But if Mura is a corrupted word of Sans origin, then I have no idea what its etymology could be. Mayura becomes More in Hindi, Mayil in Tamil and Navil in Kannada with all three languages also retaining the original Mayur in their day to day vocabulary. It is possible Mura is a peacock in some other northern prakritik language of which I am not aware.


DanielHopkins wrote:
Hey Balu,

Thanks for the possible correction.

You say that they are totally unrelated words; all words in a language are related and "etymologies" are only a starting point, not a true "origin". You wrote "Maurya derives from the word Mura.." As morakkha is distorted fr. *mauryaka, patronymic of mura, what word do YOU derive "mura" from?

The Buddhists themselves made the association and they were not going from English, or probably, any other script. Someone who follows Buddha may be a Bauddha, as they imagined a Mora, or, Mura may be a Maurya.


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Janani Janmabhoomishcha Swargadapi Gareeyasi - Being near to your mother in your motherland is better than being in paradise

Ekavarnam yatha dugdham binnavarnasu dhenushu | tataiva dharmavaichitryam tatvam ekam param smritam ||
Just as milk is of only one colour though obtained from cows of different colours so also the peculiarities of different religious thoughts lead to the same one ultimate truth - Mahabharatha


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PostPosted: Sun Feb 03, 2013 11:10 pm 
Balu,

I agree that it is a good question.

You wrote "Mura in Sanskrit stands variously for ego, ignorance or one that remains hidden". I see mra, lord, ego, etc. with the Buddhists I also see maya equaling mara, I also consider Mayil to have been Maurya. and gupta (geptu/copt), besides meaning hidden, was another Buddhist vox-mystika of which a single intended etymology may not be too relevant or even possible?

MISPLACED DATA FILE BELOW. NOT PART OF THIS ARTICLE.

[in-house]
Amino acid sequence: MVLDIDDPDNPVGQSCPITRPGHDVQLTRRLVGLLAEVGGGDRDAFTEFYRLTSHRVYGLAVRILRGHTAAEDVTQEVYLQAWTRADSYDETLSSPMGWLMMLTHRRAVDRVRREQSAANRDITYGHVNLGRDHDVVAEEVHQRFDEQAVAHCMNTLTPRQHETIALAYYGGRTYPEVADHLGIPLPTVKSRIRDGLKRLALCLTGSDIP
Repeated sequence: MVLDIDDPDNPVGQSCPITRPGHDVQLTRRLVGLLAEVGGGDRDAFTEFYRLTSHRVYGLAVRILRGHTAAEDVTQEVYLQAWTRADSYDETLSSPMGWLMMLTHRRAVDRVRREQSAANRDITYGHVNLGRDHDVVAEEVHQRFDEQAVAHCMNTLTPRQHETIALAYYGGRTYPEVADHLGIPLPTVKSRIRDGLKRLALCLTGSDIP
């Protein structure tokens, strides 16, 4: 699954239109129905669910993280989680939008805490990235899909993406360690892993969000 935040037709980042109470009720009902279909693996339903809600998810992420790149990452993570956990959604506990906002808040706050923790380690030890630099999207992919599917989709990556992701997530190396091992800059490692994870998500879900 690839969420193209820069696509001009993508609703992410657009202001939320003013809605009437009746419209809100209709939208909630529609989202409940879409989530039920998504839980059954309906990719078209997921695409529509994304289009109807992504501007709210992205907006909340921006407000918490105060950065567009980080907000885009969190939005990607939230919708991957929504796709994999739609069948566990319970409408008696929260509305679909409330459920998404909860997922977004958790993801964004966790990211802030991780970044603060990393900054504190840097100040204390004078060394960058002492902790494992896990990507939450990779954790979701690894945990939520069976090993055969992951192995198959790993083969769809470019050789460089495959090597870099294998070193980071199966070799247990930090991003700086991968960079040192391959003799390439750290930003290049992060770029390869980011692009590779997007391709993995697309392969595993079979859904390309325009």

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PostPosted: Fri Feb 15, 2013 8:06 am 
Sanacharib {rabbi-Sunaga, Amasis II), king of the Arabians and Assyrians, marched his vast army into Egypt, the warriors one and all refused to come to his (i.e., the Pharaoh Sethos) aid. On this the monarch, greatly distressed, entered into the inner sanctuary, and, before the image of the god, bewailed the fate which impended over him. As he wept he fell asleep, and dreamed that the god came and stood at his side, bidding him be of good cheer, and go boldly forth to meet the Arabian host, which would do him no hurt, as he himself would send those who should help him. Sethos, then, relying on the dream, collected such of the Egyptians as were willing to follow him, who were none of them warriors, but traders, artisans, and market people; and with these marched to Pelusium, which commands the entrance into Egypt, and there pitched his camp. As the two armies lay here opposite one another, there came in the night, a multitude of field-mice, which devoured all the quivers and bowstrings of the enemy, and ate the thongs by which they managed their shields.





The Buddha would often say that an imposter who approaches Buddha would soon have his head split into seven via lightning sent from the gods. The Greek gods, like other gods, also may strike down a heretic, although curiously those who were actually struck by lightning, according to several ancient writers, were viewed as being almost human representations of a particular god. The Aztec dragon Xiuhcoatl also guards divine knowledge and is said to battle those of the underworld. The good doctor Jason drugged the dragon guarding the Golden Fleece, which many believe was obtained from a Himalayan creature. Like the legend around Joshua and his mission on the Amalekites, the first mention of Jason and the Argonauts appears at the founding of the Egyptian Alexandria.
"When field -mice do injury to the crop the owner goes to a Syana, or cunning man, who writes a charm, the letters of which he dissolves in water and scatters it over the plants. The ancient Greek farmer was recommended to proceed as follows: "Take a sheet of paper and write on it these words, ‘Ye mice here present, I adjure ye that ye injure me not, neither suffer another mouse to injure me. I give you yonder field, but if ever I catch you here again, by the help of the Mother of the gods, I will rend you in seven pieces.'" The popular religion and folk-lore of northern India, Volume 2, p. 301

“And the dragon stood on the shore of the sea. And I saw a beast coming out of the sea. He had ten horns and seven heads, with ten crowns on his horns, and on each head a blasphemous name.”―Rev, 13:1.